I don’t know why this gets under my skin the way it does. Perhaps it’s because the mistakes are so simple to avoid. Maybe it’s the fact that words really do matter. Standing in an author’s shoes I completely understand why they may be totally unaware of their error. But it doesn’t make it any less annoying. First, an example from the “culture” side of law enforcement. Sheriff’s offices and Police Departments are different organizations. They have different cultures and while any rivalries are usually trivial and harmless they do in fact exist. Referring to Deputies as Officers, or vice versa, is akin to saying Navy SEALS are part of the Special Forces Community (Special Forces refer to the Army Green Berets). They are both elite soldiers but they each have tremendous pride in their designations and distinctions.

Terminology is important when talking about evidence too. Firearms terminology is probably the most commonly misrepresented in storylines. Some authors like Stephen Hunter, Tara Janzen, or Cindy Gerard take great pains to get it right and it shows. Example #1: guns are not loaded with bullets, they are loaded with cartridges. The bullet is simply the projectile separated from the cartridge case when the gunpowder ignites. Example #2: People who wear shoes leave behind shoeprints and people walking bare foot leave footprints. I know this sounds trivial but they are totally different and can have very significant inferences for your story. If in a story I read “the detectives followed the suspect’s footprints through the snow for over a mile…” my first thought as a reader is “why was this person not wearing shoes?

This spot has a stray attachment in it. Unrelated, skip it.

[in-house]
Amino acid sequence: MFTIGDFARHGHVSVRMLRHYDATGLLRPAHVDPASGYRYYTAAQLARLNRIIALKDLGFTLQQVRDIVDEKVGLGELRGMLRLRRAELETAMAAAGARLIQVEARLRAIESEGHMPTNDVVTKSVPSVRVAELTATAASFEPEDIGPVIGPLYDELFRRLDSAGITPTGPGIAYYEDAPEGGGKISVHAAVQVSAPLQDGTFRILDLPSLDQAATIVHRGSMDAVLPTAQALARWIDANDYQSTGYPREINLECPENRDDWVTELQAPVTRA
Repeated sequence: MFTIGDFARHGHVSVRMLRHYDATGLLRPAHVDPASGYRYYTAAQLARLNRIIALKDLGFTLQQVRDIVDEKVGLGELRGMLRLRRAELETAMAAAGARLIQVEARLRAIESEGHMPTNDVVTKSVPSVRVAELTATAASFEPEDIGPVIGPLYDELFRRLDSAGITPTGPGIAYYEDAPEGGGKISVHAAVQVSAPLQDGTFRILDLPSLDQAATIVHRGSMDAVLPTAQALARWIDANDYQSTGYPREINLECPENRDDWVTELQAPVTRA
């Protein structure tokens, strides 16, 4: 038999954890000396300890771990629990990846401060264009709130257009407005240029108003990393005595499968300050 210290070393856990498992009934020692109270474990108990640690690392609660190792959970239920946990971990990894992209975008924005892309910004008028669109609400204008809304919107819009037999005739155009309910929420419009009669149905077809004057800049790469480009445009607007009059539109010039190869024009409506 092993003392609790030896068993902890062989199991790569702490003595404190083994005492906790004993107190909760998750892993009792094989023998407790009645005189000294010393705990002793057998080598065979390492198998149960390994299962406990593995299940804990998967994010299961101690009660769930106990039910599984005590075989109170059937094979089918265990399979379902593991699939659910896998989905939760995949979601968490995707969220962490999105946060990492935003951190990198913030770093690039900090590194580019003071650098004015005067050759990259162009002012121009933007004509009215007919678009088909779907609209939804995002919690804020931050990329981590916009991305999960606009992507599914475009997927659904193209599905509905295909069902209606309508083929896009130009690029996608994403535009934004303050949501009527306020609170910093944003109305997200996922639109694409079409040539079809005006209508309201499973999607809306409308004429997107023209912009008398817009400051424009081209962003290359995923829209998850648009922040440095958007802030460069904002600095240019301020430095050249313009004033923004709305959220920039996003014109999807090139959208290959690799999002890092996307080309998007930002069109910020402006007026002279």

Realistic Job Assignments:
You know those stories where the murder is investigated primarily by the Lieutenant, Captain, or Medical Examiner? Some writers seem to think that because a person has a high rank they are better suited to investigate a crime than the detective or criminalist. Now I have known some high ranking officials (A lieutenant in Denver PD comes to mind) that were excellent investigators but he is the exception not the rule. It’s not that these people are dumb; but as a person rises in rank they also garner more responsibility. Their days are filled with meetings, personnel issues, budget writing, and a million small fires that need to be put out to keep the agency running smoothly.  If they were the ones fleshing out all the details of a case and chasing down every lead there’d be no reason for a detective or CSI.  It reminds me of another common misconception related to defense lawyers. Public defenders are sometimes viewed as “lesser” attorneys because they are assigned to those suspects who can’t afford a “real” attorney. The fact of the matter is that these folks are some of the best attorneys out there because they are in court each and every day trying cases, not swinging at a little white ball on a golf course.

Getting the Right Source: